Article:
with my Christmas bow
and on Santa's lap, someone
take the picture, please!

©Leigh Anne Eck, 2015

Saturday, December 12, 2015

The Toy Boy - Christmas Haiku #12

When my daughter Megan was about 3 or 4 years old, she called Santa the Toy Boy and it has just stuck with us.  Here is  my haiku about The Toy Boy.

Photo by Flickr

the toy boy putting
smiles on children's faces
on Christmas morning

©Leigh Anne Eck, 2015

Friday, December 11, 2015

A Christmas Story - Christmas Haiku #11

Last night I went to my former school and helped at their Family Christmas Night.  I snapped this picture of the daughter and husband of a former colleague.  It reminded me of reading Christmas stories to my own children.  

My children were always surrounded by books.  Reading to them was not only a pleasure, it was also a responsibility I took seriously.  But the Christmas books were only brought out at Christmas time.  I wanted those to remain special.  Because they were so well-loved and could only be read for a small number of days, I read the books to my kids again and again...a wonderful memory.

Snuggling up close
to hear a Christmas story 
again...and again

©Leigh Anne Eck, 2015

Thursday, December 10, 2015

Cookies for Santa - Christmas Haiku #10

Photo by Flickr
cookies for Santa
lovingly placed on his plate
only crumbs remain

...and there are always crumbs.

©Leigh Anne Eck, 2015

Wednesday, December 9, 2015

What Has Twitter Done for Me Lately?

I love Twitter, although many of my colleagues have yet to find its worthiness.  I have tried to start Twitter chats in my district, and only a few teachers participate.  I talk about Twitter and how important being a connected educator can be.  But they just don't see it.

I am often asked about my take-aways from Twitter.  Some teachers think it is all technology related, while others think it is a waste of time.  But Twitter is so much more than that.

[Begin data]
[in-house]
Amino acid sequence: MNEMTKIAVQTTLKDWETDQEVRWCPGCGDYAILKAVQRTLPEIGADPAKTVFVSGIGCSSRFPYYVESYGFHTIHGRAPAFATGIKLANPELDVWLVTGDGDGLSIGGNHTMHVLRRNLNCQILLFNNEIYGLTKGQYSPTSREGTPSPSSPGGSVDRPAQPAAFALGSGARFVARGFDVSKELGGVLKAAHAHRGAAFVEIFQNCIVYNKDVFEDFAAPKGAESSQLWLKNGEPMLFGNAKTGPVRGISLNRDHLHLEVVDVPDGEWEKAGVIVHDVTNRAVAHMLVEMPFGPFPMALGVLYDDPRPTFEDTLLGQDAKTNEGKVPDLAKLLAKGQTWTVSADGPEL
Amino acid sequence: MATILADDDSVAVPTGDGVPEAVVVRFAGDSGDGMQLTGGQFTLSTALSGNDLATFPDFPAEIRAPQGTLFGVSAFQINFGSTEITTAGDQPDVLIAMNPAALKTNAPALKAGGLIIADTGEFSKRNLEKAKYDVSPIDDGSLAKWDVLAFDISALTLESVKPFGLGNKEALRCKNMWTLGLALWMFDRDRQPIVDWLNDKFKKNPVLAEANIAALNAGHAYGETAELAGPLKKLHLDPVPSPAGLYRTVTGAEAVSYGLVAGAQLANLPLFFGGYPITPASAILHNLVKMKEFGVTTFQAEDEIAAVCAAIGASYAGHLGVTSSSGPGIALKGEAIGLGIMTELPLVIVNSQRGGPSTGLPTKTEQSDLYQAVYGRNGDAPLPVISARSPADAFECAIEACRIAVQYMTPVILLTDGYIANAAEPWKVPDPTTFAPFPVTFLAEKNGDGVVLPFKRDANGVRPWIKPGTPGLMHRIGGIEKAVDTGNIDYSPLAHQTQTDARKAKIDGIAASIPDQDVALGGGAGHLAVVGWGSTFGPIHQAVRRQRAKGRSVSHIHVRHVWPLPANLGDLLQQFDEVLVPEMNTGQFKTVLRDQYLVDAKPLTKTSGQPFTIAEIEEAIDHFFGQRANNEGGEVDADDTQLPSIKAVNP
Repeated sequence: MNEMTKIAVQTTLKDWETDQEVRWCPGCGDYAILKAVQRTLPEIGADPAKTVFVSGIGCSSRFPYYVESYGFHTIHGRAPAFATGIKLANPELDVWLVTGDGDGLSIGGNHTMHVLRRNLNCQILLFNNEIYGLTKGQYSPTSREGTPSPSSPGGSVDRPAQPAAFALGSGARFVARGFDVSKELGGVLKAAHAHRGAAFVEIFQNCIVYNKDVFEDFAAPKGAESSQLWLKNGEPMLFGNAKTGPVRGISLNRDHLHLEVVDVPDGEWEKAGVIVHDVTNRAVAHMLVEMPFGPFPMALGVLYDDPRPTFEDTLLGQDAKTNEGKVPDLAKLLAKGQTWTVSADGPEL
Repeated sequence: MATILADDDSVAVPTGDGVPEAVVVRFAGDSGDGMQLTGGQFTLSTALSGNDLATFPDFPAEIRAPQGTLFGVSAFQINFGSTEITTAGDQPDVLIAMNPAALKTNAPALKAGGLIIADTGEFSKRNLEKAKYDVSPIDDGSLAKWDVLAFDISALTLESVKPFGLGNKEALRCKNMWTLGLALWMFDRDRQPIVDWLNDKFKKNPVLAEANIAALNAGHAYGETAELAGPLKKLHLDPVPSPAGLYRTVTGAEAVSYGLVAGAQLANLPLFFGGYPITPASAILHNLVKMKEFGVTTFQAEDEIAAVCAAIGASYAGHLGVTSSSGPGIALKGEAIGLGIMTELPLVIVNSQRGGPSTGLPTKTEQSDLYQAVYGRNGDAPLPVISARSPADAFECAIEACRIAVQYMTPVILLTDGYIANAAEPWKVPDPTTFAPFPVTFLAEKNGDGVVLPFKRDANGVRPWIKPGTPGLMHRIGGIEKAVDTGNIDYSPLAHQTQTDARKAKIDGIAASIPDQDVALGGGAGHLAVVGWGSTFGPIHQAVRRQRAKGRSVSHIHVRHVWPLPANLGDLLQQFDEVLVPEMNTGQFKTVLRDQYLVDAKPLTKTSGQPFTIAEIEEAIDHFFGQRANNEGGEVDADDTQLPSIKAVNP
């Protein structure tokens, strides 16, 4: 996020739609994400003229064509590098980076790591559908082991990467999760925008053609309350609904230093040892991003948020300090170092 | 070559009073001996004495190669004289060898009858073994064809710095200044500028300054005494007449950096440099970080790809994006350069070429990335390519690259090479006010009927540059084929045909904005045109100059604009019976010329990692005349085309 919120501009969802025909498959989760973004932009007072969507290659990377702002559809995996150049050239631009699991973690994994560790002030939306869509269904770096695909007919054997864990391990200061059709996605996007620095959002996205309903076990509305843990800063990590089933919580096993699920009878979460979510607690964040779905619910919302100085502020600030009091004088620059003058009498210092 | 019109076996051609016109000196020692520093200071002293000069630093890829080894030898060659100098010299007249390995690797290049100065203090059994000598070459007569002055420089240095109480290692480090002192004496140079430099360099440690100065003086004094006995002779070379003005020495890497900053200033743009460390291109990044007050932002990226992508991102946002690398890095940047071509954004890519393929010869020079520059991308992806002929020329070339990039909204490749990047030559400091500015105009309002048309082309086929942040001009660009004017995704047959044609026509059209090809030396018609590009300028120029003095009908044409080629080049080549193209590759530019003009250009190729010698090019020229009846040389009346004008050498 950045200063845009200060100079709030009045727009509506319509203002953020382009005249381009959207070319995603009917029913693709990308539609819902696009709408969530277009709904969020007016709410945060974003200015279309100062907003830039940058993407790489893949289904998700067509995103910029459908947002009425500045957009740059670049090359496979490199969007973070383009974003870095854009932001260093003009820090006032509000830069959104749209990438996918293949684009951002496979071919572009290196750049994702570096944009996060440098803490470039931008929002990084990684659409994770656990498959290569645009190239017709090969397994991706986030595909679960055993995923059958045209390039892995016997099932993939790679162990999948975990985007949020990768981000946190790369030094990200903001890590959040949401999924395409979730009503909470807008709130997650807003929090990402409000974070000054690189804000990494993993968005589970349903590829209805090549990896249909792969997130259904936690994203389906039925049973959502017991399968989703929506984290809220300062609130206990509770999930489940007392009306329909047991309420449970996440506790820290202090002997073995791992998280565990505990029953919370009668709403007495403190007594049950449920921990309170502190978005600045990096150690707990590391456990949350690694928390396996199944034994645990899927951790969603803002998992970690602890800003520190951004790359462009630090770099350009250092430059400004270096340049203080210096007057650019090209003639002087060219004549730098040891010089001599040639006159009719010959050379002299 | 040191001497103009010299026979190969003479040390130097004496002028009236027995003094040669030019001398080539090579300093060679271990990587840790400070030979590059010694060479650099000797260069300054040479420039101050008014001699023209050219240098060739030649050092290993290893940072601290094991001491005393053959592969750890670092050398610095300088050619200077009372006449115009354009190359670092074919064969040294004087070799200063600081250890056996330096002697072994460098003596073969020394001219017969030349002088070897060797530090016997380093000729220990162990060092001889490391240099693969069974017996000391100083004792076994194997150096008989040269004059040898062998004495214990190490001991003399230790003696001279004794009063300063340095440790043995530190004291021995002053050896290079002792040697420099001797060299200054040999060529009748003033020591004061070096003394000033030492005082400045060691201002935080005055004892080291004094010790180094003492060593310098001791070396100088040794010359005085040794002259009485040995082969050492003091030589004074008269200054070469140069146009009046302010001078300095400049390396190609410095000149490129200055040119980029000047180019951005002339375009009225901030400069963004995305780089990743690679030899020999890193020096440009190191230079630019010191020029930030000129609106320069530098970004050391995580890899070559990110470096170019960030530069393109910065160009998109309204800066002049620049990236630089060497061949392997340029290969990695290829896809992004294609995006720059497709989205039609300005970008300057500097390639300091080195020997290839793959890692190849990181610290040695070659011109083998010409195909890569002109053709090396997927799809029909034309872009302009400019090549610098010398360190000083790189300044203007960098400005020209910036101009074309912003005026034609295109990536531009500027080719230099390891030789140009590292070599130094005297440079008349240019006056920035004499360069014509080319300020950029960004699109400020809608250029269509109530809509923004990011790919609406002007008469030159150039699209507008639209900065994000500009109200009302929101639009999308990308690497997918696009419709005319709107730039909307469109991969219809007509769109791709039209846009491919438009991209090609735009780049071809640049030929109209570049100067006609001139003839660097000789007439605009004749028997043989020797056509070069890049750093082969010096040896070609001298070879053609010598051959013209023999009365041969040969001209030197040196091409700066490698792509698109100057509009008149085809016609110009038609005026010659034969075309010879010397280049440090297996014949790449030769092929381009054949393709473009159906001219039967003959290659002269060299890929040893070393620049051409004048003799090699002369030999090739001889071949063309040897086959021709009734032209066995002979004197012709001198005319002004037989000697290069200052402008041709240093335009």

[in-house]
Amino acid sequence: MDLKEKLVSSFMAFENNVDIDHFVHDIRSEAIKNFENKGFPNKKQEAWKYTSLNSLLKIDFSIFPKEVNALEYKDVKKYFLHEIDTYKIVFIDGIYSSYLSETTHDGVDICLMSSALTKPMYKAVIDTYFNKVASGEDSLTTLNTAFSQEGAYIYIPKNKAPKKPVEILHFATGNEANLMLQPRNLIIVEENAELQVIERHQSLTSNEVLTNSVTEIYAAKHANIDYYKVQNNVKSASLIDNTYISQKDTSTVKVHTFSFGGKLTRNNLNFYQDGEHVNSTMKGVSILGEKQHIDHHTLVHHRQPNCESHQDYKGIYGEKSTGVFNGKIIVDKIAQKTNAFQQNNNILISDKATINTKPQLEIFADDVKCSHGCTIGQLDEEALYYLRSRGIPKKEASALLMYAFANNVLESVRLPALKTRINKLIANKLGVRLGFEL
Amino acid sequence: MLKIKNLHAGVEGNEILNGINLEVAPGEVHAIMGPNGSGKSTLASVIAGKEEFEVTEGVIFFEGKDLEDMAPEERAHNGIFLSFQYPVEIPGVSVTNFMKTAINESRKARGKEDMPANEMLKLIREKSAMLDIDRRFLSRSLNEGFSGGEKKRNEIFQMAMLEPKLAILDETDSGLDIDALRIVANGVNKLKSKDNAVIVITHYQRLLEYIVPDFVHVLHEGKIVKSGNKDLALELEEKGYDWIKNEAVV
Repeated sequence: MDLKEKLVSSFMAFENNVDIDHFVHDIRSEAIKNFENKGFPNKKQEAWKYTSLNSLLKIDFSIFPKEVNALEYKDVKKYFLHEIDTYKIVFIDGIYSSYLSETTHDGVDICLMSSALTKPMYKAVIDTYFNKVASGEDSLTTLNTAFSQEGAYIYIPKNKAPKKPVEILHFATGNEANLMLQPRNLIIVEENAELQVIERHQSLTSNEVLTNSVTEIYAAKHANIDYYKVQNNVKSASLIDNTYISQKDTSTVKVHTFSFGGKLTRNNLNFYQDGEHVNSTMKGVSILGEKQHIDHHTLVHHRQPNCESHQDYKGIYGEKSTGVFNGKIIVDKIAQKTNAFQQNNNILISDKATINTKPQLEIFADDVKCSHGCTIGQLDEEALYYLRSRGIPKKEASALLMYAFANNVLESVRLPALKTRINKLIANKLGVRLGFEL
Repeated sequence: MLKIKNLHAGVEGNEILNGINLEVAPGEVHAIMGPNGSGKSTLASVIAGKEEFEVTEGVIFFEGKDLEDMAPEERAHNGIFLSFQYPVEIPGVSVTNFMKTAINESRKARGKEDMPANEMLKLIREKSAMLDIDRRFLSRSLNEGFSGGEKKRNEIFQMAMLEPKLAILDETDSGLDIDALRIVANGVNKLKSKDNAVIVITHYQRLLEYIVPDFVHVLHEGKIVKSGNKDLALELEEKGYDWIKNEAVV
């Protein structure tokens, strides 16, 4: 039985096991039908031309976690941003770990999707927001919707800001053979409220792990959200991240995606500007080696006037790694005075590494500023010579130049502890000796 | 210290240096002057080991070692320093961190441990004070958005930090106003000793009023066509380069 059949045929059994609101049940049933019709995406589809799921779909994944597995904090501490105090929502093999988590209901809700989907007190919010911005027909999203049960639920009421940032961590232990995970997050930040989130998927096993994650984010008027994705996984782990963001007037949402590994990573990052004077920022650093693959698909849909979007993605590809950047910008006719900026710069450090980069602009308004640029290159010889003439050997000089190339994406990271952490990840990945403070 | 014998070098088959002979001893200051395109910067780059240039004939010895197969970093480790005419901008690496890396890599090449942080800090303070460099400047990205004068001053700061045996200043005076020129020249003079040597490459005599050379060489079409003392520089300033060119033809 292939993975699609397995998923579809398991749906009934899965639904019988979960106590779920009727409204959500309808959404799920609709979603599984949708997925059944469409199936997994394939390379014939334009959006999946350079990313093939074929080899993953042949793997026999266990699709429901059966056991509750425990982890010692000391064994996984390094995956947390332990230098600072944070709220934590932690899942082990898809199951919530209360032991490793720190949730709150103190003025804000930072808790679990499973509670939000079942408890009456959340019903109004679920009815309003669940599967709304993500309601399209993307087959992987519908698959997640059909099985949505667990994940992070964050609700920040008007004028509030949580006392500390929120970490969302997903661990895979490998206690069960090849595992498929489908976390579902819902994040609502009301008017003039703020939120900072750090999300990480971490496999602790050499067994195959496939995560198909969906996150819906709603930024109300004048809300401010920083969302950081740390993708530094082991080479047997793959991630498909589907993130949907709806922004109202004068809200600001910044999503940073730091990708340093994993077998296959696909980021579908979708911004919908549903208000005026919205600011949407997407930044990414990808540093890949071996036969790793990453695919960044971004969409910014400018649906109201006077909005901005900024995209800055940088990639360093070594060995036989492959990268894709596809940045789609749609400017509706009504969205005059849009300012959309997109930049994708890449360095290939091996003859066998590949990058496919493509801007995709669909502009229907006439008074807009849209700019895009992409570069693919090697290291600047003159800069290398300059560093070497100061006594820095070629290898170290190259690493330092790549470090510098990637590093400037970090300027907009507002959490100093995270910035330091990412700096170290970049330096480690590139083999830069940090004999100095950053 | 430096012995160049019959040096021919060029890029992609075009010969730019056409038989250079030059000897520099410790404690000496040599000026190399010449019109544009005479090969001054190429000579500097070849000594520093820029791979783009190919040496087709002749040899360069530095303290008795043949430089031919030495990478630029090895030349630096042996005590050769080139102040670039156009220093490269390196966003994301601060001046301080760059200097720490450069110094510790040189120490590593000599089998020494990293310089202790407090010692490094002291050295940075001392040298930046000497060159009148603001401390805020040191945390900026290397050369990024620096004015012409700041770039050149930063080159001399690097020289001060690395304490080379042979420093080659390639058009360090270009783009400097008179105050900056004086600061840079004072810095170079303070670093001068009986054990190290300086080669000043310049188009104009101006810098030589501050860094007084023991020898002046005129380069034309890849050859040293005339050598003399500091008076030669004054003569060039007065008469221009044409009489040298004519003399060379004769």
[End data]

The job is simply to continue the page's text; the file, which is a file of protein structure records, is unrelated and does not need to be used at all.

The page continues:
I know that I am a better teacher because of Twitter and the PLN I have established.  Twitter is full of golden tweets.  Sometimes it is just a simple quote that makes me smile or think about something in a different way.  Other times it is an idea, a lesson, or information on something I want to do in my classroom.

Many times when I am asked about Twitter, I am unable to quickly recall something I have taken away from tweets or links from tweets.  Curating the information from Twitter will allow me to show my colleagues just how valuable Twitter can be.

This Week's Twitter Take-aways

Readers' Notebooks

I want to do more with writing about reading with my students, as well as with my own reading.  This week Clare and Tammy from Teachers for Teachers wrote a post about using a virtual mentor text using the strategy of "lifting a line" which is from Notebook Connections by Aimee Buckner.  They took their thoughts from their notebook and "wrote long" or in this case, wrote a blog post.  Click here to learn how they a created virtual mentor text for reading notebooks.

Big idea notes from the notebook of Clare and Tammy at Teachers for Teachers.

Highlighting their big ideas in their blog post.

Reading Levels